The Miami Heat was one of the first teams to play in a new arena in suburban Detroit so grand, it was named ‘The Palace.’
An expansion team when the building opened in 1988, the Heat took part in the 10th regular season game ever played at the Palace of Auburn Hills on Dec. 20, losing to a Detroit Pistons team which would go on and win the NBA title over the Lakers that season by 16 points.
On Tuesday night, Miami will play its final game in that building as the Pistons are packing up and heading back downtown.
Next season, the 24,000-seat arena will be empty – and perhaps staring down a wrecking ball – as the Pistons join the Detroit Red Wings at the new Little Caesars Arena.
While Miami’s first-ever visit to the Palace wasn’t very memorable, the Heat and Pistons have had some doozies in that building in the past – most memorable coming in the Pistons’ upset of Shaquille O’Neal and the Heat in the 2005 Eastern Conference finals.
Miami and Detroit met again for the east title in 2006.
“Those Eastern Conference championships, there was nothing like that,” said Miami coach Erik Spoelstra, then an assistant under then-Heat coach Stan Van Gundy who, incidentally, now coaches the Pistons.
“There are some buildings which are just different. Detroit, back in the heyday, they were a great rival but those crowds were ready, they were nasty. Those were fun battles.”
In 2005, the top-seeded Heat didn’t lose a game in the first two rounds yet dropped two of three at the Palace (the Heat could have advanced to the Finals with a win in Game 6) and eventually lost Game 7 at home.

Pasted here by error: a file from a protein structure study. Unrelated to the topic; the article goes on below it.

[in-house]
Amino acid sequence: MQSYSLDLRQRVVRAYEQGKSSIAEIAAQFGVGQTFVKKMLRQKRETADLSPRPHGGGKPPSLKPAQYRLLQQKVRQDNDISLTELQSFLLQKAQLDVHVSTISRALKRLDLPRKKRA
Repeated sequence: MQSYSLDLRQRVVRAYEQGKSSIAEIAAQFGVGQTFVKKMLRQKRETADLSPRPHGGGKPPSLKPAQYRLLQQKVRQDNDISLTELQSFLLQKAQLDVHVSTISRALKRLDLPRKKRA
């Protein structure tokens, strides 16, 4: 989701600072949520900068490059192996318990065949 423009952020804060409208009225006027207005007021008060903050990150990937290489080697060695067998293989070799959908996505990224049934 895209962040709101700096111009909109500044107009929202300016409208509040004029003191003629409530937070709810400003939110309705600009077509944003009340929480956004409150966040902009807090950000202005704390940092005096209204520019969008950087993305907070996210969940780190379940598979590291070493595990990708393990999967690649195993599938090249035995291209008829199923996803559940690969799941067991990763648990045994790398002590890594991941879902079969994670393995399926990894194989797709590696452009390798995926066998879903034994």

Miami returned the favor in 2006 as the second-seeded Heat opened the east finals with a win at the Palace.
Despite losing two of three in Detroit, the Heat ended up winning that series 4-2 by taking Game 6 in Miami.
The Heat won its first NBA title in the next round by beating the Dallas Mavericks.
“I will always remember those games because those were some of the most competitive games I have ever been a part of,” said Udonis Haslem, the only Miami player left with the Heat from those 2005/06 teams.
“I was young and naive; you think it’s always going to be like that so don’t cherish that kind of competition. I’m always going to have those memories. We found out a lot about ourselves, who we were. The Pistons helped teach us to be champions.”
Miami and Detroit have met in the playoffs three times yet both are fighting for a spot in this year’s postseason. The way things look, only one – maybe – will make it in.
So, the next time the Heat and Pistons play, it will be in a new arena just across the way from Detroit’s new football and baseball stadiums not far from the Detroit River.
“It just shows you nothing stops change,” Spoelstra said. “It starts to make you feel a little bit old. Change is inevitable.”
▪ Dion Waiters remains back in Miami after spraining his ankle two weeks ago against Minnesota. Tuesday is the fifth game Waiters has missed with the Heat going 1-3 in the first four.
Spoelstra said there is no timetable for Waiters’ return to the lineup.
“He’s getting great work there so we want to keep him on track,” Spoelstra said.
▪ Goran Dragic has been playing with an abrasion on the outside of his left foot with what his says was caused by constant rubbing from his shoe.
The Miami equipment team is now cutting out a piece of his shoe to give the enlarged area a little relief.
Dragic says the makeshift work — “it’s homemade!” — is doing the trick.
“The foot is good, I didn’t have any problems with it the last game,” Dragic said. “It’s painful when you put the shoe on, but once it’s on, it’s good. It’s not a big deal.”
TUESDAY: HEAT AT PISTONS
When, where: 7:30 p.m.; Palace at Auburn Hills.
TV/radio: SUN; WAXY 790, WAQI 710.
Series: Miami leads 54-50.
Scouting report: The Heat and Pistons are jockeying for a playoff spot with Miami coming into Monday holding a one-game lead (Detroit played the Knicks on Monday night). The Pistons won the first two meetings between the two with Miami winning at home 116-103 in January.